BP last month asked for an injunction halting payments to claimants whose injuries weren’t traceable to the spill, contending the New Orleans federal judge overseeing the case ignored the appellate court’s Oct. 2 mandate to review claims. The settlement agreement provided a formula for calculating payments to businesses without requiring proof that losses were caused by the spill.
“The district court erred by not considering the arguments on causation,” the appellate panel said yesterday in a 2-1 decision, agreeing to the halt. “The issue of causation is again remanded for expeditious consideration.”
BP is challenging U.S. District Judge Carl Barbier’s decision upholding the interpretation of the agreement by the settlement’s claims administrator. BP claimed the administrator, Patrick Juneau, approved millions of dollars in payments to businesses for “fictitious” economic losses that weren’t related to the worst offshore spill in U.S. history.
The appeals court in New Orleans in October sent the dispute back to Barbier to review his interpretation of some of the accord’s terms. The panel also ordered Barbier to stop some payments under the settlement until he can sort out who has legitimate claims.
The appeals panel repeated those orders yesterday, acknowledging that it may have confused matters by issuing a divided opinion in October.
“This court’s expressing its views through two different opinions may have created interpretive difficulties on the remand,” the court said.
David Falkenstein, a spokesman for lawyers leading the spill-claims litigation, declined to immediately comment on yesterday’s ruling.
The blowout of BP’s deep-water Macondo well off the coast of Louisiana in April 2010 killed 11 people and sent millions of barrels of oil spewing into the Gulf of Mexico. The accident sparked thousands of lawsuits against BP, as well as Transocean Ltd. (RIG), owner of the Deepwater Horizon drilling rig that burned and sank, and Halliburton Co. (HAL), which provided cement services for the well.
BP reached a settlement with most private plaintiffs in March 2012, just before a trial on liability for the incident was to begin. BP initially valued the economic-loss settlement at $7.8 billion. It now puts the cost at $9.2 billion, according to an Oct. 29 company regulatory filing.
The accord resolved economic-loss claims for multiple classes of businesses and property owners in Louisiana, Alabama and Mississippi and parts of Texas and Florida. It excluded claims of financial institutions, casinos, private plaintiffs in parts of Florida and Texas, and residents and businesses claiming harm from the Obama administration’s moratorium on deep-water drilling prompted by the spill.
Barbier gave final approval to the settlement in December 2012.
Under the settlement, the payments for claims are based on a numerical formula, primarily depending on distance from the spill, using sample periods before and after the event. Businesses that claim losses don’t have to prove direct impact or a link to it, according to the claims administrator’s interpretation of the settlement. They are assumed to have suffered because of the spill’s general economic impact across the region, according to court filings.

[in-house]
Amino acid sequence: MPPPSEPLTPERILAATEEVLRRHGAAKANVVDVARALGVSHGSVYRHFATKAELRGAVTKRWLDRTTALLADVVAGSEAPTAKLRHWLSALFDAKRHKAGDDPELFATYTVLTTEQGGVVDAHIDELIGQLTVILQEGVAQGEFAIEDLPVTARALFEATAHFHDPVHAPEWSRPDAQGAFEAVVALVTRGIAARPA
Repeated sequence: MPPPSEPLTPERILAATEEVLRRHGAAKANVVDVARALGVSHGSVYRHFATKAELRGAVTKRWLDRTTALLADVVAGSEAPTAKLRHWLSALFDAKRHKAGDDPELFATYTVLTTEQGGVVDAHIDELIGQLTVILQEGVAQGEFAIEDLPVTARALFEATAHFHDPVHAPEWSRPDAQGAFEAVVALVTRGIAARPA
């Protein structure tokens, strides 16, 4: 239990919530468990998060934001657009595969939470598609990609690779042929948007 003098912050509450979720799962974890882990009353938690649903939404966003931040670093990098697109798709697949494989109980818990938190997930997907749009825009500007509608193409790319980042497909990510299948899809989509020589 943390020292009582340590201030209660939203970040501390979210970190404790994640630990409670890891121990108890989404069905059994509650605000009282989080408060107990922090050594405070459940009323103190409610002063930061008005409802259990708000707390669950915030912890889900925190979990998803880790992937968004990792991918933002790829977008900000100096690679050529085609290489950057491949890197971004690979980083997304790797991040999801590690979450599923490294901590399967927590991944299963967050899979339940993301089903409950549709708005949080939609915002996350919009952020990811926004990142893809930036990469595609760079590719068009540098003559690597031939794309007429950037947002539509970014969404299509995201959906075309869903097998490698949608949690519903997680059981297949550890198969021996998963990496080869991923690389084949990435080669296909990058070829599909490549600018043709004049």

The plaintiffs contend that BP agreed to this provision in its settlement negotiations, while the company says that it shouldn’t pay for those not harmed.
The appeals court’s order yesterday “again underscores that the implementation” of the settlement “has veered off course,” Geoff Morrell, BP’s spokesman, said in an e-mail. “If properly implemented by the district court, the Fifth Circuit’s order will help return the settlement to its original, intended and lawful function –- the compensation of claimants who sustained actual losses that are traceable to the Deepwater Horizon accident.”
Morrell said the appellate order further supports BP’s contention that “continued violation of the settlement agreement’s clear terms” creates legal problems that “threaten to invalidate the entire settlement unless corrected.”
Lawyers for spill victims have claimed in court filings that BP is trying to renegotiate a deal that is proving more costly than it intended. They contend BP is suffering from “buyer’s remorse.”
The appeal is BP Exploration & Production Inc. v. Deepwater Horizon Court-Supervised Settlement Program and Patrick Juneau in his official capacity, 13-30315, U.S. Court of Appeals for the Fifth Circuit (New Orleans). The lower court case is In re Oil Spill by the Oil Rig Deepwater Horizon in the Gulf of Mexico on April 20, 2010, 10-md-02179, U.S. District Court, Eastern District of Louisiana (New Orleans).
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